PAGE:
Past Perfect: Spain

Even for the most diligent music fan, bands can slip through the cracks. Even with the threadbare path of nostalgia that the ’90s has become, there are still groups who still haven’t gotten the recognition they deserve. Spain is one of those bands. The band was lead by bassist Josh Haden, a member of the absurdly talented Haden family. His father, Charlie, was a well known jazz bassist and his sisters have all been in bands, Petra in That Dog, Rachel in That Dog and The Rentals, and Tanya in Silversun Pickups. With that pedigree, it makes sense that he would join the family business. As Petra and Rachel were beginning to make noise with That Dog, he joined the fray on the opposite end of the spectrum. Spain released three albums between 1995 and 2001 before going into dry dock. Now, on the occasion of those three records getting their first release on vinyl, it’s time to take a look back at the under-appreciated Spain.

In some ways, the quiet resurrection of Spain is a sign that, yes, every band that bothered to even breath on tape in the ’90s is destined to return. Haden already revived the band in 2008 to do a tour playing its best known album, The Blue Moods of Spain, in its entirety. He’s also released an album of all new material. Yet much like Spain’s initial outing, there still hasn’t been much attention paid. Part of the problem might be that now, as it was then, Spain is slightly out of step. Even as weird and wooly as the ’90s actually were, Spain stuck out.

Released in 1995, The Blue Moods of Spain was about as far away from the grunge that dominated alternative rock as could be. While his compatriots were loud and frantic, Haden was measured and unhurried. The one song that perfectly sums of Spain at that time would be the single and biggest hit off the record, “Dreaming of Love.” While so much of the music at the time was built on a quiet-loud-quiet dynamic, the song is a steady burn. It’s not a slow building tension that’s dying to explode, but nor is it a lethargic stroll around the park. The best comparison would be Mazzy Star, and in fact, Spain also shares some of that band’s country accents. Reviews of the record tended to highlight the jazz influences, but it not as pronounced as one would expect. The band gets the most mileage simply by adding a density of instruments, as on “World of Blue,” which features Petra and Rachel. While it never gets loud, it definitely gets heavy.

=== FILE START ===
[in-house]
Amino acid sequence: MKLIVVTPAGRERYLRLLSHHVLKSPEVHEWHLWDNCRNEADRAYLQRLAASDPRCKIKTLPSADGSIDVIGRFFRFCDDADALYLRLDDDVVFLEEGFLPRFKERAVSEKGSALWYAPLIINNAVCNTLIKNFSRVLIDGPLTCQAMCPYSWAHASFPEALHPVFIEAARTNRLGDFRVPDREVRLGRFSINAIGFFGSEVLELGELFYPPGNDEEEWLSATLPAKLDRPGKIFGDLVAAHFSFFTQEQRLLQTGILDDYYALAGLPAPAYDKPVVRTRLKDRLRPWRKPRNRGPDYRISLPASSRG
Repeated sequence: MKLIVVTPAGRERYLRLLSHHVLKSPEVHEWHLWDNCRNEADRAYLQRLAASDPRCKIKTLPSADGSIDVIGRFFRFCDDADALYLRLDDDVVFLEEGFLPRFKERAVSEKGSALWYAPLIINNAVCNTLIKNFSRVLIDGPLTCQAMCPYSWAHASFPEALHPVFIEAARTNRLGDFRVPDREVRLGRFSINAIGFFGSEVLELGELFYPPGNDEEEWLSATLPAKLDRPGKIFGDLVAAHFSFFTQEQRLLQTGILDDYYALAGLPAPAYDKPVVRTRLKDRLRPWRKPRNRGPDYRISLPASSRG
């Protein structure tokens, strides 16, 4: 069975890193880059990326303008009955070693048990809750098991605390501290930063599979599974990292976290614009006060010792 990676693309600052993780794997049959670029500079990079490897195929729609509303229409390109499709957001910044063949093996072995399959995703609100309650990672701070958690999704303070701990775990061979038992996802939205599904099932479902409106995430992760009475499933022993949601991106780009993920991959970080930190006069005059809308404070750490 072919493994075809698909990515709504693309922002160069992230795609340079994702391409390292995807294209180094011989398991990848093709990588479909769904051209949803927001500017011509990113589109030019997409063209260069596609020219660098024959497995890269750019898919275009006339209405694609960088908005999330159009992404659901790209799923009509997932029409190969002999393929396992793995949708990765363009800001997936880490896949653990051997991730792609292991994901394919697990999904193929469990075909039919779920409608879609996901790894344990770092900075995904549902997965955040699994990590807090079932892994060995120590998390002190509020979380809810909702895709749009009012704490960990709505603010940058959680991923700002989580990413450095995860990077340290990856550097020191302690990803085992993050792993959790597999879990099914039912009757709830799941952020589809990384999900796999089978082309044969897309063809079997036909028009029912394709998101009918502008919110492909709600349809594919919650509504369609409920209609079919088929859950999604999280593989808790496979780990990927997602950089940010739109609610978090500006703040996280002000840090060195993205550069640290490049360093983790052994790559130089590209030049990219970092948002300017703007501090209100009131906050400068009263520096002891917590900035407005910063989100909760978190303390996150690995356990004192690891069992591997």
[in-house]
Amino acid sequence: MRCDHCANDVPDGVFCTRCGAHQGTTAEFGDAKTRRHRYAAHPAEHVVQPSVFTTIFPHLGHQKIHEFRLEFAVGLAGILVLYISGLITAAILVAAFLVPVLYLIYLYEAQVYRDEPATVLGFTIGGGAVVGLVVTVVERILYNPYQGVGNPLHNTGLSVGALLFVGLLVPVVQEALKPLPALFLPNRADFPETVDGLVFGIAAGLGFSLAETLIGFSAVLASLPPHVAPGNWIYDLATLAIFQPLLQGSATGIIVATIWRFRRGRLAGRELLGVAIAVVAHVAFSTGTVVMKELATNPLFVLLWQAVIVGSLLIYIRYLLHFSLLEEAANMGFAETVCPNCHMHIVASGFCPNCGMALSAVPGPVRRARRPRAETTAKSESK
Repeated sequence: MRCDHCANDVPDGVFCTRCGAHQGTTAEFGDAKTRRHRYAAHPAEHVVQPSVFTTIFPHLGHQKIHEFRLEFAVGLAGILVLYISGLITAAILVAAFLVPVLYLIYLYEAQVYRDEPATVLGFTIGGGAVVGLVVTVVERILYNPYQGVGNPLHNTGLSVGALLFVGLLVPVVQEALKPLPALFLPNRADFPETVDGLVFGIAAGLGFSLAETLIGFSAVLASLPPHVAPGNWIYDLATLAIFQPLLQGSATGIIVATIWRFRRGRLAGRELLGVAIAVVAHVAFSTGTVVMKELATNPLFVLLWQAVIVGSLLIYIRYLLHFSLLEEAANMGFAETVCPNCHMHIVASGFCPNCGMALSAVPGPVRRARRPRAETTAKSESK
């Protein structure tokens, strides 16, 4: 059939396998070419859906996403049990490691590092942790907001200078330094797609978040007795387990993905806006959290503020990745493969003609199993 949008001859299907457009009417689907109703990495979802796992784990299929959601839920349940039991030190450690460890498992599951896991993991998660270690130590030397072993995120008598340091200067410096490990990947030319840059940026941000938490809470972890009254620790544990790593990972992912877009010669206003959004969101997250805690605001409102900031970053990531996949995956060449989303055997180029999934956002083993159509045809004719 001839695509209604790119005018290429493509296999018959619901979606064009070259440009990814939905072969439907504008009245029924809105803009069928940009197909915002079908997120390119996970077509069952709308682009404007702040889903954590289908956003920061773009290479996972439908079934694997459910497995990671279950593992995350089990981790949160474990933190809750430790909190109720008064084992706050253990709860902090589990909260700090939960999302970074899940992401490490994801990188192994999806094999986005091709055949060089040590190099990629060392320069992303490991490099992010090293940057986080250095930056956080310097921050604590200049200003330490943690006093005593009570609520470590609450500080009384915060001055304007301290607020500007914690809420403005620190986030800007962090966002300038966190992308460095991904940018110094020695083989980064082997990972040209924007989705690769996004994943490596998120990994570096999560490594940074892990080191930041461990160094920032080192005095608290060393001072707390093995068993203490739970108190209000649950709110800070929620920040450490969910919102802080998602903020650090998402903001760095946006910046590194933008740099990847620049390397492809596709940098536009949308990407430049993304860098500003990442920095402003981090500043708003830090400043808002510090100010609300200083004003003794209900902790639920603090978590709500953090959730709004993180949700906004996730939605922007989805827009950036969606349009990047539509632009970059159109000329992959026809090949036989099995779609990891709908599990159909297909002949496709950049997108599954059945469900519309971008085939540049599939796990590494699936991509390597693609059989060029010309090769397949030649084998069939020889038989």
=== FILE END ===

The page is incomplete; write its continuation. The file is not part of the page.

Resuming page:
The follow-up was 1999’s She Haunts My Dreams. The break between records was enough that Spain almost became a different band. So while the basic feeling and approach is still intact, the album favors an alt-country sound with jazz overtones over the moody minimalism of Blue Moods. It seems like the next logical step, and the album’s mournful songs about love gone wrong are more direct. The tempos still couldn’t make an ice cube sweat, but Haden seems more determined to get right to the point. If Blue Moods was a twilight record, She Haunts My Dreams is a record for the dawning of the day.

The end of the unofficial trilogy comes with 2001’s I Believe. This one lives in the brightness of the afternoon. Perhaps due to a shorter break between records, I Believe isn’t as much of a stylistic shift as from the first to the second. But Haden still manages to push the edges of his range. There are hints of crooner R&B that creep into songs like “Mary” and “Make Your Body Move.” It’s not that far removed from the Afghan Whigs approach to slow jams. Again, it seems like the logical progression. What’s most baffling in looking at these three records as a whole and then placing then in their respective time periods, is that they didn’t breakthrough. While they had spiritual and sonic compatriots at every turn, Spain never found its niche. Hopefully, though, Spain will someday gets its turn in the sun.

Dorian S. Ham